Landlord’s Surrender

I recently acted for a landlord concerning commercial premises it had leased to a tenant.  The tenant’s business was failing. The tenant made it clear that it was not going to be able to meet its obligations.  With the full knowledge of the landlord, the tenant packed up its goods and vacated the leased premises.  The tenant then dropped off the keys to the leased premises to the Landlord.

Since there were personal guarantees to the lease, I commenced an action against the tenant corporation and the guarantors.  I subsequently brought a motion for Summary Judgment for both the arrears in rent and for the ongoing rent that would come due up to the point that the landlord was able to re-let the premises and mitigate the potential loss.

The guarantors defended on numerous grounds (which the court ultimately referred to as ‘limp defences’), including the defence that the landlord had agreed to the ‘surrender’ of the leased premises and that the landlord agreed to resume possession.  The guarantors based their argument on the fact that the landlord was aware of their impending departure, allowed them to take chattels and did not complain when the keys were dropped off.

The issue of ‘surrender’ in connection with the lease actually became problematic in the conduct of the litigation.  So what legally is meant by the term ‘surrender’ and what are its implications for a landlord?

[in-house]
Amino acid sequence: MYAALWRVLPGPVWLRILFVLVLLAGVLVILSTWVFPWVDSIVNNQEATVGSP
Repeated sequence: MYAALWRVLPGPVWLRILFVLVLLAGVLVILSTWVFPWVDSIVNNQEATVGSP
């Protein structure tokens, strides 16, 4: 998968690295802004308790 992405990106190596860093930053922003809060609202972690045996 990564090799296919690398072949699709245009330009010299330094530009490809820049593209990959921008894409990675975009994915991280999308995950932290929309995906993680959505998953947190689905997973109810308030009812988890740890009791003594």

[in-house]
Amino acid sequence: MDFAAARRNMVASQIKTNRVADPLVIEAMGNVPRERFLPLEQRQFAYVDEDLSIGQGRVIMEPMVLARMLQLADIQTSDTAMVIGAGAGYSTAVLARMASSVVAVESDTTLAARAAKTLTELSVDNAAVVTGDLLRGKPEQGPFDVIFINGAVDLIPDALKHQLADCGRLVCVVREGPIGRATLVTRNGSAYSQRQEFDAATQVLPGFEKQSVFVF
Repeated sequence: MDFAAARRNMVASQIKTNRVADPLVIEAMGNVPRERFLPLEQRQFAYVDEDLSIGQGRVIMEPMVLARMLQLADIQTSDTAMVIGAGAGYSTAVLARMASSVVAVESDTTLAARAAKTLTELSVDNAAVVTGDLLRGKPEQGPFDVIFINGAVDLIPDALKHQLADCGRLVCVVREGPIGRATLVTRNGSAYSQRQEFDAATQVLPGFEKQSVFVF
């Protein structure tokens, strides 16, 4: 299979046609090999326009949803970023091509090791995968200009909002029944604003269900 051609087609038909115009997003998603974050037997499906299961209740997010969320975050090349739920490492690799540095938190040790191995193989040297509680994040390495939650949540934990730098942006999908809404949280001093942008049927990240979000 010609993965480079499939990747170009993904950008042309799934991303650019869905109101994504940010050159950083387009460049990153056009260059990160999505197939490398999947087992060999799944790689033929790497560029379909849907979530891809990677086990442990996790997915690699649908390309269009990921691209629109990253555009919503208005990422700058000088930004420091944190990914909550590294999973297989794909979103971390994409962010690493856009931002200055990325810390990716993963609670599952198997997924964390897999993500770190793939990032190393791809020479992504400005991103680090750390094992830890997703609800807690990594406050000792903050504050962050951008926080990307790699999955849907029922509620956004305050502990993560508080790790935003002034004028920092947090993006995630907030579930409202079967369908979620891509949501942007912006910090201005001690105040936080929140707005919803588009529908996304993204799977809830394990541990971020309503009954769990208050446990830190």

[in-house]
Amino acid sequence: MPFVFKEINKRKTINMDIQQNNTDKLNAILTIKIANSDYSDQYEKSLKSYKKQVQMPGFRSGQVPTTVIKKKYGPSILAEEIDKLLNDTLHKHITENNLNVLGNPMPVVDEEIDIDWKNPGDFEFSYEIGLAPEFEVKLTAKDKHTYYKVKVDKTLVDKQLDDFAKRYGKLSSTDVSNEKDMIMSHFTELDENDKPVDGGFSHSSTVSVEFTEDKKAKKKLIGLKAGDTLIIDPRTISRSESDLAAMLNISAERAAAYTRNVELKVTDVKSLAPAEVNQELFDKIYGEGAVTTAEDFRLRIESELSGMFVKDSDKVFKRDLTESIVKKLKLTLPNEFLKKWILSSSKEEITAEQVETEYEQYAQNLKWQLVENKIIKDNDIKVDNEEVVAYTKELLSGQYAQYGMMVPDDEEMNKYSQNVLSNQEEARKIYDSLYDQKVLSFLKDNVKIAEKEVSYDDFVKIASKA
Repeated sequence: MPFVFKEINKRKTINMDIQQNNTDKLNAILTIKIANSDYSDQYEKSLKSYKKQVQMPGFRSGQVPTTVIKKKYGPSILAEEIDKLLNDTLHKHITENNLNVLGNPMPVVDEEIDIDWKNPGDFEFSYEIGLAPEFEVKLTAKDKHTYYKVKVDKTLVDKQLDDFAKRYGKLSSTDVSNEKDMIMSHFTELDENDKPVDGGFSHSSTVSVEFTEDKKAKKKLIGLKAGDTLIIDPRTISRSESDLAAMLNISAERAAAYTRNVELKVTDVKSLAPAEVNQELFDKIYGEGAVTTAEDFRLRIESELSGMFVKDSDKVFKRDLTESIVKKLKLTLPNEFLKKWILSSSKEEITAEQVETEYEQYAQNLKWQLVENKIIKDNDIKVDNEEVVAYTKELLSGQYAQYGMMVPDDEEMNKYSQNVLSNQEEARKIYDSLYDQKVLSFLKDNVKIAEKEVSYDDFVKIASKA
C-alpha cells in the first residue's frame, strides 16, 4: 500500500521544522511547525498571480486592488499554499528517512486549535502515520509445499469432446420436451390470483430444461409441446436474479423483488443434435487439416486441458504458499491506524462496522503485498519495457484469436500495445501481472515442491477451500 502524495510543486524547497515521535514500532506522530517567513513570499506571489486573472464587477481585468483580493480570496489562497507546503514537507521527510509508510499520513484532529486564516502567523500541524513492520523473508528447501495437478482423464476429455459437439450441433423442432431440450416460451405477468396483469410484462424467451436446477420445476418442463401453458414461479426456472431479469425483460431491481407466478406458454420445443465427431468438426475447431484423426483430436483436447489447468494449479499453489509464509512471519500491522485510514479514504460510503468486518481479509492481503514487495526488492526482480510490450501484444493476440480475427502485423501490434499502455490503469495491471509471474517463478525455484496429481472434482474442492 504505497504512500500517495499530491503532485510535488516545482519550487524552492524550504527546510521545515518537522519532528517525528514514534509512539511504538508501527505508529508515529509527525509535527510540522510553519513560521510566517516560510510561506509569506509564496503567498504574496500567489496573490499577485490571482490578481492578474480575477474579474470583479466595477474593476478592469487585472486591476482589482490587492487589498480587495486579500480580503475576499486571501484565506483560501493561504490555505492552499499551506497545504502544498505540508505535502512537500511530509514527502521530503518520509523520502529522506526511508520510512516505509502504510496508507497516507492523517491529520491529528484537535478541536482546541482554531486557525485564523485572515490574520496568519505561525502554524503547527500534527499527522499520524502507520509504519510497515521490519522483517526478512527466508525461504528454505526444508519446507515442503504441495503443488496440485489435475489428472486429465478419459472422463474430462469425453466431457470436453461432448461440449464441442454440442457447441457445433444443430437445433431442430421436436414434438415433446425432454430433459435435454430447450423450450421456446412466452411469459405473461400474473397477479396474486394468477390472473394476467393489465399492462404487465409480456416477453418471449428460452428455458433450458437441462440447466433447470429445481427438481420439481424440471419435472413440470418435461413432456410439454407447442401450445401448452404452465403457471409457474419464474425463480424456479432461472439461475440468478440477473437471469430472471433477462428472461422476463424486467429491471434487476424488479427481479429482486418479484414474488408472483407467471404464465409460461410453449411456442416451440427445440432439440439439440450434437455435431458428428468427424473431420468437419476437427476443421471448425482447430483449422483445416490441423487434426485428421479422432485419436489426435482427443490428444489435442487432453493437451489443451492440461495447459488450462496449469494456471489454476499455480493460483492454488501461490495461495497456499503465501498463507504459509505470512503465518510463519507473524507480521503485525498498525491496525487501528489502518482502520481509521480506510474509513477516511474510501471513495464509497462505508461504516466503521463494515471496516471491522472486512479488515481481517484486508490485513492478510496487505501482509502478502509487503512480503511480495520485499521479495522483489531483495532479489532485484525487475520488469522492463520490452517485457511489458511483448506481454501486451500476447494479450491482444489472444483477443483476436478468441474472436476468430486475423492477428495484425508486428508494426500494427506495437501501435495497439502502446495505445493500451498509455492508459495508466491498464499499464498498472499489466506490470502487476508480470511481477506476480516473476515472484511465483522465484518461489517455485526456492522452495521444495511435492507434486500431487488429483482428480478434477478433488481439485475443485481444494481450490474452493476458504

Firstly, a surrender occurs  where there is an agreement that the tenant will abandon the premises and the landlord will resume possession.  This can be done in writing where the parties explicitly document there agreement.  Alternatively, the actions of a landlord and tenant may amount to a surrender.  The net effect of surrender is that the landlord cannot claim for damages based upon an ongoing loss of rentals after the departure date of the tenant even though the lease may have several years to go before expiry.  Obviously, this could be very costly to the landlord who may have difficulty in finding a new tenant to lease the premises.

Ensuring that the intent of the parties regarding a proposed surrender is documented can be critical to the outcome of litigation if a dispute on the issue arises.  However, and as in the case discussed above, a tenant can attempt to establish surrender in the absence of such a documented agreement.  Where there is no documented agreement explicitly dealing with the proposed surrender, the party relying on surrender may try pointing to the conduct of the parties (and in particular, the conduct of the landlord) to set up a surrender ‘at law’.  Essentially the tenant is pointing to evidence that the landlord agreed to retake possession of the lease premises and, as a result, the tenant conducted itself in such a way as to effect its legal position that the landlord had through its actions accepted the surrender.  In other words, the tenant’s position was this:  ‘but for’ the landlord’s actions, the tenant would have taken other steps to try to mitigate the loss (i.e.: find a sublettor).

Fortunately in this case, my client prudently delivered correspondence both before and after the tenant’s departure making it clear that the tenant remained responsible for the ongoing rent.  The tenant’s argument that the landlord had, through its actions, accepted the surrender was refuted by clear documentary evidence.

The morale of this story is that landlords need to be careful when a tenant is departing to ensure that they do not forego their legal rights inadvertently.  More importantly, always take steps to clearly document your intent.


John Barzo
205-60 Collier Street,
Barrie, Ontario, Canada
L4M 1G8

#: 705-733-6245

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